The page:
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KNB Enterprises v. Matthews

78 Cal. App. 4th 362 (Cal. App., 2d Dist., Feb. 17, 2000)

The California Court of Appeals holds that a right of publicity claim asserted under California Civil Code Section 3344 seeking to stop an unauthorized third party from using photographs containing an individual's likeness is not preempted by federal copyright law, provided the claim is asserted against a party other than the holder of the copyright in the photograph.

Plaintiff KNB Enterprises ("KNB") is the holder of the copyright in various erotic photographs. These photos are of individuals who are neither famous nor well-known. KNB also received assignments from the models in the photographs of their rights under Section 3344. Without authorization, defendant copied and displayed on its web site over 400 photographs in which plaintiff held a copyright. Defendant charges its customers a monthly fee to view the pictures on its site, including those at issue.

Plaintiff commenced suit in California state court, charging that defendant's conduct violated the models' rights under section 3344 of the California Civil Code. This statute, among other things, prohibits a party from "use[ing] another's name, voice, signature, photograph or likeness, in any manner, on or in products, merchandise, or goods, or for purposes of advertising or selling, or soliciting purchases of, products, merchandise, goods or services, without such person's prior consent ...". Defendant moved to dismiss this suit on the grounds that the claims asserted therein were preempted by federal copyright law. The trial court agreed, and dismissed plaintiff's suit. On appeal, the Court of Appeals reversed, and reinstated plaintiff's claims.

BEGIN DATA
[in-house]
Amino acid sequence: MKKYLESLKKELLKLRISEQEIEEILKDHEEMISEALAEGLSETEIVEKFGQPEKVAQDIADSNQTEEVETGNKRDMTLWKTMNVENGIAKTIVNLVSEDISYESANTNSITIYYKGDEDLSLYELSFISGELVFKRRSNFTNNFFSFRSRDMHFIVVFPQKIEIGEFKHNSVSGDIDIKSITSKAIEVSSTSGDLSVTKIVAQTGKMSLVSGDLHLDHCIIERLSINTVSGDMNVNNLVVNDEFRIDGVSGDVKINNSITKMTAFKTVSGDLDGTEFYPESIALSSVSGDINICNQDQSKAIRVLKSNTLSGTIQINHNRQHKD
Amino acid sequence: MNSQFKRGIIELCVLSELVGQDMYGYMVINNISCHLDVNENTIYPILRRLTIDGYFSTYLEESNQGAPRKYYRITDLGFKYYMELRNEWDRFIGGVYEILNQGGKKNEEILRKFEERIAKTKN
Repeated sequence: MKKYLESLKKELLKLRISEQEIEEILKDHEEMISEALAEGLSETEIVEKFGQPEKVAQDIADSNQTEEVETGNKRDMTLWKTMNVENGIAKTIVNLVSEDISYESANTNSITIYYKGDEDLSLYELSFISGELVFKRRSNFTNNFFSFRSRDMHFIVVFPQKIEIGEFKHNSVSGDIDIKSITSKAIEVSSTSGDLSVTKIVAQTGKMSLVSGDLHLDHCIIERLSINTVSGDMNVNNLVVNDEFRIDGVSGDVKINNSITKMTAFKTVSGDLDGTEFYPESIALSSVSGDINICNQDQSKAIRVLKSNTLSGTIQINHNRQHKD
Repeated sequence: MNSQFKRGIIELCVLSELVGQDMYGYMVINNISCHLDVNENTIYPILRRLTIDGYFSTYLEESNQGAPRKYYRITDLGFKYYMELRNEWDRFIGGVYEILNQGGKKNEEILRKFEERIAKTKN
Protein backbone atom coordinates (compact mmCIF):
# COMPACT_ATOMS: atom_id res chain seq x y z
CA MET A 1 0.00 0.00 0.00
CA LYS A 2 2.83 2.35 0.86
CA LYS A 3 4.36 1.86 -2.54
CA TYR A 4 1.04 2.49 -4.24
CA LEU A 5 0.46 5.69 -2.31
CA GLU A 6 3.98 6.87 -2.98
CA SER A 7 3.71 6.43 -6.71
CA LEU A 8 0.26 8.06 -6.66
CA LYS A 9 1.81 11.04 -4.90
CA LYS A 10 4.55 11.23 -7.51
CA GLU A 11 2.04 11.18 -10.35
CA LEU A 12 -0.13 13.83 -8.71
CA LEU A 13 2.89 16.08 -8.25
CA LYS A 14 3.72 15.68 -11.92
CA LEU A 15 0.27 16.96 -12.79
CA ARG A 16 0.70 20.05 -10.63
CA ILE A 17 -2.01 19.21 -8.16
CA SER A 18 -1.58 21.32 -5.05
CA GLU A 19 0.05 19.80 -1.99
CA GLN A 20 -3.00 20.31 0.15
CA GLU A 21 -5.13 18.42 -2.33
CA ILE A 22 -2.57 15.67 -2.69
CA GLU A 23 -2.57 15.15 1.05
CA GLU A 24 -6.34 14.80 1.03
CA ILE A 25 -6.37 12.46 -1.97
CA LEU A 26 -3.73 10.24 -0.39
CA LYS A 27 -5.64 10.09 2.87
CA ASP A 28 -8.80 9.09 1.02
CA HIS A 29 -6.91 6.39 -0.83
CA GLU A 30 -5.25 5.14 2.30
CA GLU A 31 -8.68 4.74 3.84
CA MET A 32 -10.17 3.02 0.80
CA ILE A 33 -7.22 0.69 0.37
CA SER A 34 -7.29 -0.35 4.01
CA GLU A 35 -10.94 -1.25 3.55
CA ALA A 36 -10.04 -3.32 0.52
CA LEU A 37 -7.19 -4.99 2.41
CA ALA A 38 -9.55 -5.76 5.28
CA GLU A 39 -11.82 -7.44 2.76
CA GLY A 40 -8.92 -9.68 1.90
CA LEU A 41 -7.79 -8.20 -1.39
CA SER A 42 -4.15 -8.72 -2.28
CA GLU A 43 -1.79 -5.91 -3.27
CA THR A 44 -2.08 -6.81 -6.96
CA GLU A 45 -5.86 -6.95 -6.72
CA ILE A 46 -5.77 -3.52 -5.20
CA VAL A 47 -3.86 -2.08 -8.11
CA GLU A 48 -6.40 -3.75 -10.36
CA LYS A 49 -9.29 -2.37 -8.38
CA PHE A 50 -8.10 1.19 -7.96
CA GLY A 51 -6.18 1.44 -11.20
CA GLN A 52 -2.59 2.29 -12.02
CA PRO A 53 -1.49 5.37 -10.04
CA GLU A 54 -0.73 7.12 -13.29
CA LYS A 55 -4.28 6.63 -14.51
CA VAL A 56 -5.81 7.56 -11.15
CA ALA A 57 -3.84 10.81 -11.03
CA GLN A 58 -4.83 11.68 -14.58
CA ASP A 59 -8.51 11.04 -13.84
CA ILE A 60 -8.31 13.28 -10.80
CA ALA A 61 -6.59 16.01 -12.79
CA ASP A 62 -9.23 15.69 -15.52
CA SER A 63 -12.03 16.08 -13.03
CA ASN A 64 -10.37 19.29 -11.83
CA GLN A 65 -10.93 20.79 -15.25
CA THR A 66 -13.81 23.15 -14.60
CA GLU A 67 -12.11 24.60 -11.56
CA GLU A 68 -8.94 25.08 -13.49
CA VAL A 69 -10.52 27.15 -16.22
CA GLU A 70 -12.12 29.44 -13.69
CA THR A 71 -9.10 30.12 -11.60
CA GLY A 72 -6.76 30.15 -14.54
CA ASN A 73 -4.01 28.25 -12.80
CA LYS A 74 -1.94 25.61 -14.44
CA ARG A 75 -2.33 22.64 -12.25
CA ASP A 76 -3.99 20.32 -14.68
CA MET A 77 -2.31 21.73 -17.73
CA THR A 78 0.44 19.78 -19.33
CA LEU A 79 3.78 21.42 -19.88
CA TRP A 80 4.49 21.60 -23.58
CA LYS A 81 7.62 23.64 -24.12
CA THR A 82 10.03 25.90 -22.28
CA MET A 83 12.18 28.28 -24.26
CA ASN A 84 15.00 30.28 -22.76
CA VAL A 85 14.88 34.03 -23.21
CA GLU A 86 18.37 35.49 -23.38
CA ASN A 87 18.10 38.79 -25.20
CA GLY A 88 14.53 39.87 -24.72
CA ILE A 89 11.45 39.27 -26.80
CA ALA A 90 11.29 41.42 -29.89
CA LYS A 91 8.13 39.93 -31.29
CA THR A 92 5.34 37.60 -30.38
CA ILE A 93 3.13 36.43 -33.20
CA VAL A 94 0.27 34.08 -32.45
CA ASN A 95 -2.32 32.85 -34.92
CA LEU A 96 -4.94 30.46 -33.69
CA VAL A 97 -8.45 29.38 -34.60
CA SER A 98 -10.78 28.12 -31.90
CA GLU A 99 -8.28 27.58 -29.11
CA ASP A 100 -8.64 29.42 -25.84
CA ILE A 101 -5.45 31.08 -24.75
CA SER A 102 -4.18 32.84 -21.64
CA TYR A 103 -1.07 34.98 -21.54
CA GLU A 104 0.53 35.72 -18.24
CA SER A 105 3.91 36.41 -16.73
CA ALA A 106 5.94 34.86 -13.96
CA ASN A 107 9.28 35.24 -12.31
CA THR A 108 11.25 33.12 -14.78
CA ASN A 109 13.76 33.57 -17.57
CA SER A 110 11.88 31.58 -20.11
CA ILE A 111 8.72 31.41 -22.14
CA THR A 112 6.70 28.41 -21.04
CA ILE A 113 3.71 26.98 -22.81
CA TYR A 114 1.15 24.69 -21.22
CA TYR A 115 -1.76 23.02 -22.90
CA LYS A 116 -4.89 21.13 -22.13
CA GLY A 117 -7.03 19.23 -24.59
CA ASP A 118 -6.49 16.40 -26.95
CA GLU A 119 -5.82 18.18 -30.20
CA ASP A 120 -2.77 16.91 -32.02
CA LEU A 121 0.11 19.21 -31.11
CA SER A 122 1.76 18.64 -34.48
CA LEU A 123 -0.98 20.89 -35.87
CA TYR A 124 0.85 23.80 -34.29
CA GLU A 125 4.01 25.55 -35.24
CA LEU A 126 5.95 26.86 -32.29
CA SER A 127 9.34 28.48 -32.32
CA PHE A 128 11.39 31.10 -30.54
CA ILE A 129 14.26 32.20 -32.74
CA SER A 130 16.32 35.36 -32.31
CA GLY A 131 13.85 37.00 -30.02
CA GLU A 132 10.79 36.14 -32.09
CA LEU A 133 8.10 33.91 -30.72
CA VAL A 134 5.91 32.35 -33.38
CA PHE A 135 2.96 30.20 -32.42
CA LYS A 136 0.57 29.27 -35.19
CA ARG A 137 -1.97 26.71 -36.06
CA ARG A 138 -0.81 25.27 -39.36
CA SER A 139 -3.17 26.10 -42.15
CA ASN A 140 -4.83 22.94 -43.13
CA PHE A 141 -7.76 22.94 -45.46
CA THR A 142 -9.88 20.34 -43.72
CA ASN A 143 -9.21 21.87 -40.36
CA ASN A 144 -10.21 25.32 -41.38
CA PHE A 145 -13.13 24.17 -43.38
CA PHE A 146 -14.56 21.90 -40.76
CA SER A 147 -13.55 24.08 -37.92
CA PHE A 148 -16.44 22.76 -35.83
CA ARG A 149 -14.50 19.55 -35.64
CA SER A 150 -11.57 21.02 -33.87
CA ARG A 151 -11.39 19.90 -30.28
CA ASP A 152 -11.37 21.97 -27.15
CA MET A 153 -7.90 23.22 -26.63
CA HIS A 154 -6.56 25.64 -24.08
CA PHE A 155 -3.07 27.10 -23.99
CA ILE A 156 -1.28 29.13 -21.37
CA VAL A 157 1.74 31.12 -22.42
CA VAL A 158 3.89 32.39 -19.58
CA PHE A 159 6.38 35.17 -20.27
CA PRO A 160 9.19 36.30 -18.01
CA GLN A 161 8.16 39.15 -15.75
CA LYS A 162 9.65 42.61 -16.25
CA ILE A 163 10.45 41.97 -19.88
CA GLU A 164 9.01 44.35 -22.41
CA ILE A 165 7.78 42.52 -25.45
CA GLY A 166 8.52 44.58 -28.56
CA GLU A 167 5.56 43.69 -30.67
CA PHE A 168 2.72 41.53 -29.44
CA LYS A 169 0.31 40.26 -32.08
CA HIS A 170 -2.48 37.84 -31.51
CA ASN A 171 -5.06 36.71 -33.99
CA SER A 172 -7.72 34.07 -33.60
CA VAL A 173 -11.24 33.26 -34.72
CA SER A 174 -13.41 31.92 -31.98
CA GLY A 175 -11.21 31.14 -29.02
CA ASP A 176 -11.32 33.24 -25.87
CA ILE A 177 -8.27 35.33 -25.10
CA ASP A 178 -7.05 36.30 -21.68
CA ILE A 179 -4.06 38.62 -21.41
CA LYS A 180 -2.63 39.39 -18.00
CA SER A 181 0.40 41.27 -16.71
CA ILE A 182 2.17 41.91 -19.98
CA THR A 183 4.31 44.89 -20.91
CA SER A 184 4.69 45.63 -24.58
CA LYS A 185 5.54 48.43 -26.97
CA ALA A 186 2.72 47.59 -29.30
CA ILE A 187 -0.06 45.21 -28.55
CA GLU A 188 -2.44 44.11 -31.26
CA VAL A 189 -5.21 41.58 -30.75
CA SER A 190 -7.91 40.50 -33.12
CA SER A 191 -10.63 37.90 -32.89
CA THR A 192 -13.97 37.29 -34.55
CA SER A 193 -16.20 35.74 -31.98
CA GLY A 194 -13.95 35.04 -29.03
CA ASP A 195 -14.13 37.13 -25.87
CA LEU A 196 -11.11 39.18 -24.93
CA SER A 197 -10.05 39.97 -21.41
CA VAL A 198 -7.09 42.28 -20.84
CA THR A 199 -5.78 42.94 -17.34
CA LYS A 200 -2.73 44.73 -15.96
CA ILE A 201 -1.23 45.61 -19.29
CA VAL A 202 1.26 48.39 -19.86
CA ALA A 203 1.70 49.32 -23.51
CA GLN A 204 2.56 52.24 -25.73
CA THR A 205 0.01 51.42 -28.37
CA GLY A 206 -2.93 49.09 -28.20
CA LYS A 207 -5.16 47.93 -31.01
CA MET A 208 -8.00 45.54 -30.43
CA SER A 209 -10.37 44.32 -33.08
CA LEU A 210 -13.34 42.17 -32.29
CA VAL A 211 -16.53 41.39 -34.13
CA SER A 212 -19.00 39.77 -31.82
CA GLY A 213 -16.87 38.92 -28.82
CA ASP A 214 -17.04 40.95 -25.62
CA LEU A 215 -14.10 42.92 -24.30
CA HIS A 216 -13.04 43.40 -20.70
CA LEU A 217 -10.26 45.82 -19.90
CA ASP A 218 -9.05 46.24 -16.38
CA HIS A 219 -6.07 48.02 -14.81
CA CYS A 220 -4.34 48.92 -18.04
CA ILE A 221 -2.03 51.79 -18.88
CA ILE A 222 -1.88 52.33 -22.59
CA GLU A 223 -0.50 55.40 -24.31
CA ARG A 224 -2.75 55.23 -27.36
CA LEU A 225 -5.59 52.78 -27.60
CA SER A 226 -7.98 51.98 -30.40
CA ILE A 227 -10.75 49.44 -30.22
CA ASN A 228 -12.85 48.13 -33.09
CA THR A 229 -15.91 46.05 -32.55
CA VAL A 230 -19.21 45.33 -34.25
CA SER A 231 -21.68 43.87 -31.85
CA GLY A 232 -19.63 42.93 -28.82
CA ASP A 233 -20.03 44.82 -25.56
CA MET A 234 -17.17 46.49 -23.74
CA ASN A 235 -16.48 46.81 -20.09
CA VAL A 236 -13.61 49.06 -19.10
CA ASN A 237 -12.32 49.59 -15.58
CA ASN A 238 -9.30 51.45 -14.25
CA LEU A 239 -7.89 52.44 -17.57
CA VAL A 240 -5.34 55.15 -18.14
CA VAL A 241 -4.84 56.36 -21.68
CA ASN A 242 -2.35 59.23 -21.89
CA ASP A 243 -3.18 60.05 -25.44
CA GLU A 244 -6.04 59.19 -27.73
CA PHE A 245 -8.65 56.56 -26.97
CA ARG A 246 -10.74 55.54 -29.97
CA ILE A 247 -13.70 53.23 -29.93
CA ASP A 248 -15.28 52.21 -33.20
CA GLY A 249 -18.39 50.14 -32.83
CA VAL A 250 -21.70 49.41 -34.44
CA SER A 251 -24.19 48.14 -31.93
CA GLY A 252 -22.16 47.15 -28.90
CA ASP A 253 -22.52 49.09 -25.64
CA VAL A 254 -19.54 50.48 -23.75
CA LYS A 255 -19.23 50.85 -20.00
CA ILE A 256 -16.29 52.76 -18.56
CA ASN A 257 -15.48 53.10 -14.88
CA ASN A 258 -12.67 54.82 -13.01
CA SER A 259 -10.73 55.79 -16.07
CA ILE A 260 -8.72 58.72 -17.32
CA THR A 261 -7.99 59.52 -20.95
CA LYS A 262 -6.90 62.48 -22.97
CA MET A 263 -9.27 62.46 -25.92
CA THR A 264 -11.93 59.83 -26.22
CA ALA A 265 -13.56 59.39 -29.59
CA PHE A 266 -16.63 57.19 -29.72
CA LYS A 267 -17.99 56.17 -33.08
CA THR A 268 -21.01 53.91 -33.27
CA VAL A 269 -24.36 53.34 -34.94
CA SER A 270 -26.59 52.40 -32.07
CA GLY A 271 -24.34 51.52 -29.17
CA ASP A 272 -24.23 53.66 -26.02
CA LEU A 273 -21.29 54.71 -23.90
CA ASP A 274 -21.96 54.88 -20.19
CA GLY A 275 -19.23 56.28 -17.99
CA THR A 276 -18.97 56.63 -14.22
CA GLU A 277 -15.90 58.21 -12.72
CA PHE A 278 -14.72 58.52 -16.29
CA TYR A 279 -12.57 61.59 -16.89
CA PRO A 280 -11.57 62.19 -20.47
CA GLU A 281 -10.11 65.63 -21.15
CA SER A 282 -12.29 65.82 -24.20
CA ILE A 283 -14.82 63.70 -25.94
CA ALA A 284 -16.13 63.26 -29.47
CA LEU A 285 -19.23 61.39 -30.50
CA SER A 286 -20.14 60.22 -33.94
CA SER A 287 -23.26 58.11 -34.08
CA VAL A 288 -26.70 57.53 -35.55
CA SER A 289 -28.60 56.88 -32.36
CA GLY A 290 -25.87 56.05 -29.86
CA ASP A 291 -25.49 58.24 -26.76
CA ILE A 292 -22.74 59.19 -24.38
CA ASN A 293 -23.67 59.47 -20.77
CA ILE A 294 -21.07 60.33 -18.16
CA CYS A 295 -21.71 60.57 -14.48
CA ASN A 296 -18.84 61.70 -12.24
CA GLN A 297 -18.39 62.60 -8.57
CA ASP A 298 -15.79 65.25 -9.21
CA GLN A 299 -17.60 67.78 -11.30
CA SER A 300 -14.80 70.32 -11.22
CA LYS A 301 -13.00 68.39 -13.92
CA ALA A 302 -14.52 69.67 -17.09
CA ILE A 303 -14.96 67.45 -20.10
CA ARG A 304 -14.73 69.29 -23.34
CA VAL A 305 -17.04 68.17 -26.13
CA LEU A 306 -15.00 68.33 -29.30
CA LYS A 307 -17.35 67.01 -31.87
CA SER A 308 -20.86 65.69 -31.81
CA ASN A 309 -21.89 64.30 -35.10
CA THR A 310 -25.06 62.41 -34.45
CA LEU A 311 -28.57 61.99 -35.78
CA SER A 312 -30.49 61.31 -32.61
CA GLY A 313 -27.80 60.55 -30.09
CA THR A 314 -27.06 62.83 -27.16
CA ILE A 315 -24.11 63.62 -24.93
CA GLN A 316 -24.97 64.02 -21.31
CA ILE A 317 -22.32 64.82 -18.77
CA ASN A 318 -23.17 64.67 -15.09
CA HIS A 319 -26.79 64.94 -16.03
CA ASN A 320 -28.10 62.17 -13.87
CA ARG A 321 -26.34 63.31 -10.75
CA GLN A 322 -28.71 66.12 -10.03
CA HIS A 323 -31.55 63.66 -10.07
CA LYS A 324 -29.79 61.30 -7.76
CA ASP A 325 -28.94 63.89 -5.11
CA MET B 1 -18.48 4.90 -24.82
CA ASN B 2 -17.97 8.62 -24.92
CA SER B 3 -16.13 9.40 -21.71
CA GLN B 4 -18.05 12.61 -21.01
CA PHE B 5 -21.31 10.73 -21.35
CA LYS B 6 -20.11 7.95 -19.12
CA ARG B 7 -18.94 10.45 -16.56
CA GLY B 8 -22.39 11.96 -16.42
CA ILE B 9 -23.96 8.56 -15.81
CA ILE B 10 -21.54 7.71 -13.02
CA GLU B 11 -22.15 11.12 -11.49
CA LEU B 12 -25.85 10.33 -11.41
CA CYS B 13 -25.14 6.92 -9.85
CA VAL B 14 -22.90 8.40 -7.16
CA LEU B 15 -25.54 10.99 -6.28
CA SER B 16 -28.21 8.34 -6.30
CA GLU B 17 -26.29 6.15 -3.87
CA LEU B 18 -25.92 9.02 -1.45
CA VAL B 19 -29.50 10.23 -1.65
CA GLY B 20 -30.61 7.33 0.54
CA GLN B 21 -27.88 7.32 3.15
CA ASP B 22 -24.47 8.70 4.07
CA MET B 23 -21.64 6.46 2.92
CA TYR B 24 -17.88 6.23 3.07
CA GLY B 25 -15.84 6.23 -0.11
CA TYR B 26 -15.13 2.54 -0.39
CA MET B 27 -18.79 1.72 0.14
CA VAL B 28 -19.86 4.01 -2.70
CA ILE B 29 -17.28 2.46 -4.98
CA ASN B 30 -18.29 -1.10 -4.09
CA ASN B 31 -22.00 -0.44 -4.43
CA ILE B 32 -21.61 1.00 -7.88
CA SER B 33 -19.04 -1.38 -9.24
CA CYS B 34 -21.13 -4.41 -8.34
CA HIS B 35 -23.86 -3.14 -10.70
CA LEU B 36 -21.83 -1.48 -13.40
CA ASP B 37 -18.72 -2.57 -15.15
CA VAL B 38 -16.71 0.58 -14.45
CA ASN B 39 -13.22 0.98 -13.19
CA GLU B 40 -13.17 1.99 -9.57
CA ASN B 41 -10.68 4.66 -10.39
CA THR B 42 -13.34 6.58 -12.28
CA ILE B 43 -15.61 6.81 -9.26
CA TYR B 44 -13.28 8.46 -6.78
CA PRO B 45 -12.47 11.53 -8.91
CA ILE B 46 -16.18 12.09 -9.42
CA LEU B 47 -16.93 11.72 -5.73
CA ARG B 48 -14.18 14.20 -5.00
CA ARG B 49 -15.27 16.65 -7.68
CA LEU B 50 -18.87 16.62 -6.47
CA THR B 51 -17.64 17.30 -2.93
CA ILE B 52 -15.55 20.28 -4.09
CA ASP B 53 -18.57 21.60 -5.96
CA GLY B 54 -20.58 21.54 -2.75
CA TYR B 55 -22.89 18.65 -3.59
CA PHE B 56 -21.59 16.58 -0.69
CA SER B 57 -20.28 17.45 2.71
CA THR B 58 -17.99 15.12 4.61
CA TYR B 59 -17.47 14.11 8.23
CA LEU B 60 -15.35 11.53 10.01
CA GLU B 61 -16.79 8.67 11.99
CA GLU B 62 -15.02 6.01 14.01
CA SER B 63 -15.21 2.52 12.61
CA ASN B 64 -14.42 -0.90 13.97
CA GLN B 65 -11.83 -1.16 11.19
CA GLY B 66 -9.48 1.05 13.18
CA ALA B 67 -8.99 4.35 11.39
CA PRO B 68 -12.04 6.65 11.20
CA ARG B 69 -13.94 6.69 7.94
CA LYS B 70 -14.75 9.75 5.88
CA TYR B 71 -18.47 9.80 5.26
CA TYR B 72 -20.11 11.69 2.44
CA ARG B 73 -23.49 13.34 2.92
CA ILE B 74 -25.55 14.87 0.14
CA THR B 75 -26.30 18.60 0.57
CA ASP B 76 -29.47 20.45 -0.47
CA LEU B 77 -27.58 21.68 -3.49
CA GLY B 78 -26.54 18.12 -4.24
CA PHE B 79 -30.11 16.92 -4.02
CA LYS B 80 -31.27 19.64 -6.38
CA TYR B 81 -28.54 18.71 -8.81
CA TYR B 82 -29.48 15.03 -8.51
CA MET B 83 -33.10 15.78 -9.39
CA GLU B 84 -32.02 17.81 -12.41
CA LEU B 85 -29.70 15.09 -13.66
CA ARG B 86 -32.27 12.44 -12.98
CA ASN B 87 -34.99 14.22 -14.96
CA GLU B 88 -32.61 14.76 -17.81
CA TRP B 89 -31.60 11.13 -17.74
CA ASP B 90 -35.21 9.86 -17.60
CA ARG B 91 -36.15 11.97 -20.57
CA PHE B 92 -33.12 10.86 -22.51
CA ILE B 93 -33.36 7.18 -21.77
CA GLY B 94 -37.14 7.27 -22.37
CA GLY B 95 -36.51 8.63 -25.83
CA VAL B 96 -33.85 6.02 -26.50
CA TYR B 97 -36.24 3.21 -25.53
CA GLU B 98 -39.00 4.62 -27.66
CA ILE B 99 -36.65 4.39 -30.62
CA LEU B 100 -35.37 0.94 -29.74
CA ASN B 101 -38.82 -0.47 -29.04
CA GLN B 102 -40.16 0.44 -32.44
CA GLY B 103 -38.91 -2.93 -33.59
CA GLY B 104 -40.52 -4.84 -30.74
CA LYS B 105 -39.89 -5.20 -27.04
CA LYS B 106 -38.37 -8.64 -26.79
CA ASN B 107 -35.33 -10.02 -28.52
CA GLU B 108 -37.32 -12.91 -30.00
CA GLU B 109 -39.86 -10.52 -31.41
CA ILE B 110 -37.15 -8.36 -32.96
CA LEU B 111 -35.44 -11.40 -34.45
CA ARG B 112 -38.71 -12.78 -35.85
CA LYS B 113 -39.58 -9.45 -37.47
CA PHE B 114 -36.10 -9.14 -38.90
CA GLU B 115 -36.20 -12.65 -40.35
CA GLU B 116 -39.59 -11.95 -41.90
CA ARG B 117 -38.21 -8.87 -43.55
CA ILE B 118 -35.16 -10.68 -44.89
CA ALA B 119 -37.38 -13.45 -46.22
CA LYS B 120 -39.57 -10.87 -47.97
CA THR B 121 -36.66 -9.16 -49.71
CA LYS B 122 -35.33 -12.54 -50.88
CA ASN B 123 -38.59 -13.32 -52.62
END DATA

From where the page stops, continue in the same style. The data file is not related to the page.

According to the court, "for preemption to occur under the [Copyright] Act, two conditions must be met: first, the subject of the claim must be a work fixed in a tangible medium of expression and come within the subject matter or scope of copyright protection as described in sections 102 and 103 of 17 United States Code, and second, the right asserted under state law must be equivalent to the exclusive rights contained in section 106 [of the Copyright Act]."

Defendant argued that the models' statutory 3344 claims are indistinguishable from the copyright infringement claims arising out of the unauthorized use of the photographs at issue. Each involves the same, and only the same wrongful conduct, the unauthorized use of plaintiff's photos. Defendant further argued, and the court conceded, that the photographs in question could be copyrighted, and that the unauthorized display of those photos would constitute an infringement of copyright.

Nonetheless, the Court of Appeals held that the models' section 3344 claims were not preempted by the Copyright Act. In reaching this conclusion, the court relied heavily on its determination that "a human likeness in not copyrightable...". As a result, the court determined that neither of the prerequisites for preemption had been met. Said the court:

We conclude that neither condition has been met in this case. First, the subjects of the claims are the models' likenesses, which are not copyrightable even though "embodied in a copyrightable work such as a photograph. Second, the right asserted under the state statute, the right of publicity, does not fall within the subject matter of copyright. Accordingly, we conclude the models' section 3344 claims are not preempted by federal copyright law.

The court did state, however, that the result would be different if defendant held the copyright in the photographs in question, and was being sued by those who appeared in the photographs under section 3344. Said the court:

In our view, a section 3344 claim is preempted under Fleet v. CBS, Inc., 50 Cal. App. 4th 1911 (Cal. App., 1996) where an actor or model with no copyright interest in the work seeks to prevent the exclusive copyright holder from displaying the copyrighted work.
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